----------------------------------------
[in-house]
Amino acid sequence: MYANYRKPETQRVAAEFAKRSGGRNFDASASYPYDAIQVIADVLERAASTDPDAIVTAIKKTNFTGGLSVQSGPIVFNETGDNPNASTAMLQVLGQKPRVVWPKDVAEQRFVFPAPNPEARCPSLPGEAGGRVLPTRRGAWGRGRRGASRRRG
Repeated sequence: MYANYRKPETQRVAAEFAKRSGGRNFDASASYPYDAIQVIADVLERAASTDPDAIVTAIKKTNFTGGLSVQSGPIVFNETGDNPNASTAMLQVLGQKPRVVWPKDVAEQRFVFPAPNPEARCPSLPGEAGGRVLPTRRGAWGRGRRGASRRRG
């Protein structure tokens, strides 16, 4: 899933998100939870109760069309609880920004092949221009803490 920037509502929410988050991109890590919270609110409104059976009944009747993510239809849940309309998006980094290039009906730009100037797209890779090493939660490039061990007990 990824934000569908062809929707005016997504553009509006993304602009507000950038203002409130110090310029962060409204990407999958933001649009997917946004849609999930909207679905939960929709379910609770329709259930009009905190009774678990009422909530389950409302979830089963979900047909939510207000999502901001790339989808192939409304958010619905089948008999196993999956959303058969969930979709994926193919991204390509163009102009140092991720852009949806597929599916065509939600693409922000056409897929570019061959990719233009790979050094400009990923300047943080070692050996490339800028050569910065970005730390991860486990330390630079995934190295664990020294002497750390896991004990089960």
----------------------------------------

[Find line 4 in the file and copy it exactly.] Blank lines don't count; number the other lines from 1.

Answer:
């Protein structure tokens, strides 16, 4: 899933998100939870109760069309609880920004092949221009803490 920037509502929410988050991109890590919270609110409104059976009944009747993510239809849940309309998006980094290039009906730009100037797209890779090493939660490039061990007990 990824934000569908062809929707005016997504553009509006993304602009507000950038203002409130110090310029962060409204990407999958933001649009997917946004849609999930909207679905939960929709379910609770329709259930009009905190009774678990009422909530389950409302979830089963979900047909939510207000999502901001790339989808192939409304958010619905089948008999196993999956959303058969969930979709994926193919991204390509163009102009140092991720852009949806597929599916065509939600693409922000056409897929570019061959990719233009790979050094400009990923300047943080070692050996490339800028050569910065970005730390991860486990330390630079995934190295664990020294002497750390896991004990089960």